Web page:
She would be the first star to shine from China’s athletic galaxy, more graceful than the nimble gymnast Nastia Liukin, more beautiful than the elegant swimmer Luo Xuejuan. Yet we never heard her name. She would be the only solo dancer featured in the opening ceremony of the 2008 Olympics. Already worshiped by her native country China, now the world would see her, admire her, adore her, praise her.
This would be her moment.
Almost from the time she was born her parents detected her natural grace–her delicate ivory hands and fingers floated like feathers in Beijing’s blue sky; her exquisite feet learned their first steps with effortless poise. She never walked or ran–she danced, like a leaping gazelle, a darting swallow, an elegant swan–she danced.
Her rigorous training began in early childhood. Day after day, she spent infinite hours in the grueling discipline of ballet. Swiftly beyond her peers, she excelled in every precise pirouette, simple to complex adagios, bright and brisk allegros, the difficult arabesque, the leaping ballone–she mastered the repertoire. She was ballet.
The People’s Republic of China took notice. She would be their Anna Pavovla, the epitome of Chinese grace, the choreography of a great nation’s collective genius. Beijing’s magnificent stadium, the Bird’s Nest, would be the stage from which she would spread her wings, and the whole world would watch with wonder at her flight.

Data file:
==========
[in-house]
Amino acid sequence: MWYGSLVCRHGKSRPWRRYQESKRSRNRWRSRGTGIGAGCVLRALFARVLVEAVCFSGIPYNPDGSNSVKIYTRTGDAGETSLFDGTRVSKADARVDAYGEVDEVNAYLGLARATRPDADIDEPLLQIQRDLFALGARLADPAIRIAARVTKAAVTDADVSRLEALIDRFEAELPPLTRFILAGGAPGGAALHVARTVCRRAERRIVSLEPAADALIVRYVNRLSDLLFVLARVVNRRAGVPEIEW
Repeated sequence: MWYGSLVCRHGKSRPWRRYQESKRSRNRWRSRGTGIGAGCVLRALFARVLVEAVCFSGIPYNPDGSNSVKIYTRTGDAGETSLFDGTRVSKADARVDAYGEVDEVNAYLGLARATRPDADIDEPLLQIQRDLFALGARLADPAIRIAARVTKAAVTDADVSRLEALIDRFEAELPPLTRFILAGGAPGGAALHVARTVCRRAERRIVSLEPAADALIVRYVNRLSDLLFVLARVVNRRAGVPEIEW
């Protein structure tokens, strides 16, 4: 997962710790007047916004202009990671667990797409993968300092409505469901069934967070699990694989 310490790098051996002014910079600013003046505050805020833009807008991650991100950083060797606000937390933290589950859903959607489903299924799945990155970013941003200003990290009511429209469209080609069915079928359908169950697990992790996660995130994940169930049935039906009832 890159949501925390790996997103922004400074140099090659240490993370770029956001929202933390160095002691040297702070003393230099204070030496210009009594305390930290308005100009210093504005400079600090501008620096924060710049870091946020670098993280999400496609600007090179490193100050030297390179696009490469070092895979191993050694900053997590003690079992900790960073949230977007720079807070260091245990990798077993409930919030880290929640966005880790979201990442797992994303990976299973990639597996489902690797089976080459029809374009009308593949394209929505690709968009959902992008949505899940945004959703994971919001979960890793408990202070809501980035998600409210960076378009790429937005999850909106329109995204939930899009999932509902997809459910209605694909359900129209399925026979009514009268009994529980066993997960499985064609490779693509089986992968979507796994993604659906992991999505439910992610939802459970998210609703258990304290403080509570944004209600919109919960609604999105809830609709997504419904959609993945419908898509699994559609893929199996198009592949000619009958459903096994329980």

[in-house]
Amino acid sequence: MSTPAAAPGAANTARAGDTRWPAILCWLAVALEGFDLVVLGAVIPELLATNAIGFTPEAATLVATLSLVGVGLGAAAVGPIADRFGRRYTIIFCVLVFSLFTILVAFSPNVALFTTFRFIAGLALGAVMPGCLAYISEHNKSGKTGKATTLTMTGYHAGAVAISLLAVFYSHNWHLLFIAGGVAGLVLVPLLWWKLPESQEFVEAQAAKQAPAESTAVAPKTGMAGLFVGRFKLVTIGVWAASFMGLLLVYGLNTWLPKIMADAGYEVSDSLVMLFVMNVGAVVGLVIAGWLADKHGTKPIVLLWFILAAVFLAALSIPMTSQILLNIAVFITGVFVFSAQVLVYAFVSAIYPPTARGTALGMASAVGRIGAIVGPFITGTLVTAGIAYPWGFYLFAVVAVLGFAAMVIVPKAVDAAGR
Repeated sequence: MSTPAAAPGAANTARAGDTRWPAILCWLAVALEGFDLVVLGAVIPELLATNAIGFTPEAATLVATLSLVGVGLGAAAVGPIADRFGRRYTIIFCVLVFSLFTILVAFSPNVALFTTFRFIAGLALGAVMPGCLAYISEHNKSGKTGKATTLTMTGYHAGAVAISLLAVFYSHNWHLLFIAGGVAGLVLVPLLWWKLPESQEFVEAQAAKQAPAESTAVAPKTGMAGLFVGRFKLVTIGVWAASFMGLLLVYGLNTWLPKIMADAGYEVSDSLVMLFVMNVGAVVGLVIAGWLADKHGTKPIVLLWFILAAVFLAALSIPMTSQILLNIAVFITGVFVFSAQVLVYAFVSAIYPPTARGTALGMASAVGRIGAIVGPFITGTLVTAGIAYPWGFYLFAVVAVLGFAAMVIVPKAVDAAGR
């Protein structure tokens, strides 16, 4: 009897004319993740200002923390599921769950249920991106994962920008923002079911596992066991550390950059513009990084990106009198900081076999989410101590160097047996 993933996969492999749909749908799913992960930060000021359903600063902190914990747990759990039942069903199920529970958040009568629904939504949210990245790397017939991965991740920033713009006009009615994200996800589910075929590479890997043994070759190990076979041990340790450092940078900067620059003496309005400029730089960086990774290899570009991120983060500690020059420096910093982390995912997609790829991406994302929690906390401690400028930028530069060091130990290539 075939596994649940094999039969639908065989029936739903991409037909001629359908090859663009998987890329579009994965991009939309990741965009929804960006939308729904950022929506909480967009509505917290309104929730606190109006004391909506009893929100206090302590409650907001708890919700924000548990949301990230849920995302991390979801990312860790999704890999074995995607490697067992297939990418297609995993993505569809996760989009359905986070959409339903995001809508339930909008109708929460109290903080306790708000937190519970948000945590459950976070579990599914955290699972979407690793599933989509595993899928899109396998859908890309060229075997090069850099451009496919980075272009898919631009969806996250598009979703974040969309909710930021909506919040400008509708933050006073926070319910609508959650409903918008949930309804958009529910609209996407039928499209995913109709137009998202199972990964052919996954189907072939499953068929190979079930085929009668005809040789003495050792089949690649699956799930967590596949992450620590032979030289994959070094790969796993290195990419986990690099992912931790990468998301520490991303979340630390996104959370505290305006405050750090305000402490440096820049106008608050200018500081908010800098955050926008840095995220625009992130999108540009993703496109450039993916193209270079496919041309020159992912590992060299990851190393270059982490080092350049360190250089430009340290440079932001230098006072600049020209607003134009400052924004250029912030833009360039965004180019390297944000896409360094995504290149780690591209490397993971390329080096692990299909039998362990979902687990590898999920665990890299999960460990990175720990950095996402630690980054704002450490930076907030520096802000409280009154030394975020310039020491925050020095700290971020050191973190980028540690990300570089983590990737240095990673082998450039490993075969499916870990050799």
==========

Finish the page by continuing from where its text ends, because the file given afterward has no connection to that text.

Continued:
Brilliant engineers built the platform especially for her, a technological wonder designed to embellish her genius skill and Chinese pride.
On the evening of July 26, 2008, thirteen days before she would be the centerpiece of the Opening Ceremony, she practiced her movements. Her coaches and parents watched her admiringly as she flawlessly performed. Her fellow dancers circled her like bees around a lotus flower. Then the moment came, the moment when she would emerge from the troupe and leap through the air to that special platform built to showcase her matchless talent to the world.
The platform gave way.
Twelve feet down into a shaft, she landed on her neck and back.
Fifty minutes passed before the medical team arrived. They rushed her to a Beijing hospital.
"I cannot feel my legs," she said with desperate fear. "I can move my arms and hands, but I cannot move my legs."
The doctor told her parents, "She will never walk again."
Her parents told the doctor, "She will never dance again."
The hospital light danced in the tears that fell, that fell from her beautiful, sorrowful eyes.
Pray for Liu Yan.
To see the forgotten Olympian dance as she will never dance again, follow this link: